Intentional flaw–Ancient wisdom about OCD

My dad’s first sheepkin was a diploma for earning a degree in agriculture. He was still single when he graduated. It was the Depression. Jobs were scarce but an opportunity in his field opened up. Dad rode a train from his hometown to go live in a tent on the desert. True, it was austere but, by aesthetic providence, his exposure to the elements coincided with a sophisticated movement among 20th century artists.
I don’t remember him mentioning the work of Georgia O’Keeffe but, like her, Dad developed an appreciation for Native American arts and crafts. While in New Mexico, he had the good sense to buy–at great Depression prices–three Navajo wool rugs (and a basket or two) which he and my mother made part of their home furnishing the first 20 years of marriage.
I came along halfway through that period. Consummate conversation pieces, the Navajo rugs introduced Dad’s experience on the reservation, admiration of the rugs as art, speculation about what the designs represented. Mother told me that she had to break my father’s habit of showing company there was no difference between the front and back of a Navajo rug–since the act of flipping it over or waving it in the air created a display of dust, reflecting badly on the lady of the house. Still repeated in my day, however, Mother would regularly point guests to a line of contrasting yarn woven into a corner of each rug and extending to its edge. She called the feature “the intentional flaw” with purpose to “let out the evil spirits.”

I admit this concept seemed to have little relevance in my culture–although the rugs continued to be valued.

Fifteen years ago as staff in an art gallery, I worked with a painter whose focus was Navajo art and philosophy. One day I thought to ask her if my mother was right about the “flaw.” This woman’s understanding was that Navajos long ago observed human nature to include excessive focus on works of the hands. The remedy: an artisan nearing completion of a rug or basket weaves the extra line deliberately for the benefit of his or her own spirit. It is a physical symbol and conscious act of freeing the spirit of the maker.

Now THIS has relevance. I have melded the concepts–what I grew up with and what my new friend explained–and am evolving my own way to view my flaws. A bonus came by observing a difference between my son and me: “How is it you don’t beat yourself up when you make a mistake?” I asked one night as he sat on my couch. He told me what he had learned from studying art all through junior high and high school: “The first two years I was always erasing. Then I realized what I thought were my mistakes sometimes turned out to be some of my best ideas.”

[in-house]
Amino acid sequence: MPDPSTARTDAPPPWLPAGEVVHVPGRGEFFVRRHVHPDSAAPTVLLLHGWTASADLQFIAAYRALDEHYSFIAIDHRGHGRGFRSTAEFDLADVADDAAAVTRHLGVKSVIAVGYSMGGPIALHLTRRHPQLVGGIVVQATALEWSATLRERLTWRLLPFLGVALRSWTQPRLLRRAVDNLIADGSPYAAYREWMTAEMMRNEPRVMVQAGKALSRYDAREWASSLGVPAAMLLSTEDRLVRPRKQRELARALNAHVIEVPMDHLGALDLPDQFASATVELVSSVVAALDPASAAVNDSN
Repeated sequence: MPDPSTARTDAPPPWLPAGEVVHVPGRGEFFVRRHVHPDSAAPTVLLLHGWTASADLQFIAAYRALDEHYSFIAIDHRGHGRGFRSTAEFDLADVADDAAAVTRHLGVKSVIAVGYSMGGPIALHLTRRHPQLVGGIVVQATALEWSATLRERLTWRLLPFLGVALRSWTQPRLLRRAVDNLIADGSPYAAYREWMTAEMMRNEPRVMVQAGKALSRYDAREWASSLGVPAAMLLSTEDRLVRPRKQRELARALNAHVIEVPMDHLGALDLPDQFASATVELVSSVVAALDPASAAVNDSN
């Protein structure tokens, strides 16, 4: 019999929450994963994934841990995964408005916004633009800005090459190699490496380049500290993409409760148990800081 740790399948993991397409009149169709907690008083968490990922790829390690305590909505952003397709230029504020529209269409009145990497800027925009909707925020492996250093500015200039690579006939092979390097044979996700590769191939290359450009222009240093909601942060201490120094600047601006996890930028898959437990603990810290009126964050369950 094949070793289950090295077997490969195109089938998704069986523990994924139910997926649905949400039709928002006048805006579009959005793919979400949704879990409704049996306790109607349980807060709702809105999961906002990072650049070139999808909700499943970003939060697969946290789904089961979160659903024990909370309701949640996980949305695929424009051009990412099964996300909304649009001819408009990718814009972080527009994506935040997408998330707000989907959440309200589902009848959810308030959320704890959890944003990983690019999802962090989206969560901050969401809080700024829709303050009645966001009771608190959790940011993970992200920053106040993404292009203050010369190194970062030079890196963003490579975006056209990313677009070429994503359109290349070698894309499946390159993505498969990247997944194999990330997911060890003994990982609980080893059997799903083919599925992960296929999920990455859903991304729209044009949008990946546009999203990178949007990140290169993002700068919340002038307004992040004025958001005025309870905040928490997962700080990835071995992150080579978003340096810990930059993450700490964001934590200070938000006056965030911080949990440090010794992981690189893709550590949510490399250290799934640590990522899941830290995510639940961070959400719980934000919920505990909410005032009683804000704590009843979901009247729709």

Obsessiveness about being perfect–or not having any flaws–is its own evil. It keeps me from moving. I paralyze myself, prevent the next mistake which just might be the best act or move or stroke or choice ever! If I make a “mistake,” I have decided to say to myself, “My intention is to use that flaw as a line for moving beyond the boundaries of this project, for freeing my spirit.”

Take my advice. Commit to a color, put something in place, draw a bold stroke, cut to length. Then move on. Avoid premature assumptions about spoiling the project. If it isn’t working out the way you thought it would, it just means you aren’t done yet. It might just turn out better than you could have imagined!

Find what’s yours . . . truly! danscir52

copyright 2013 Dan Christensen all rights reserved


About danscir52

Create! Join in the passion of found art and eclecticism. See the potential in free stuff, thrift store finds, spoils from family treasure and your own evolution. Self-style, design your environment as you reuse, recombine, refurbish, reinvent. Here's a key to sources I might mention: gift from Heaven=the item presents itself when you know to ask for it or when the universe clearing house knows you are about to need it (everything below is a subset of the above); dumpster or curbside=somewhat informal community exchange; DI=Deseret Industries, a church-run, all-items-donated thrift store and sheltered workshop; NPS=National Product Sales aka Market Square, a store whose merchandise comes from trucking and other companies dealing in odd lots and undeliverables; ReStore (Habitat for Humanity)=a thrift store offering donated salvaged and unused materials from remodelings or new construction projects; all the other thrift, discount, and consignment shops waiting for you to find what's yours--and add the love!

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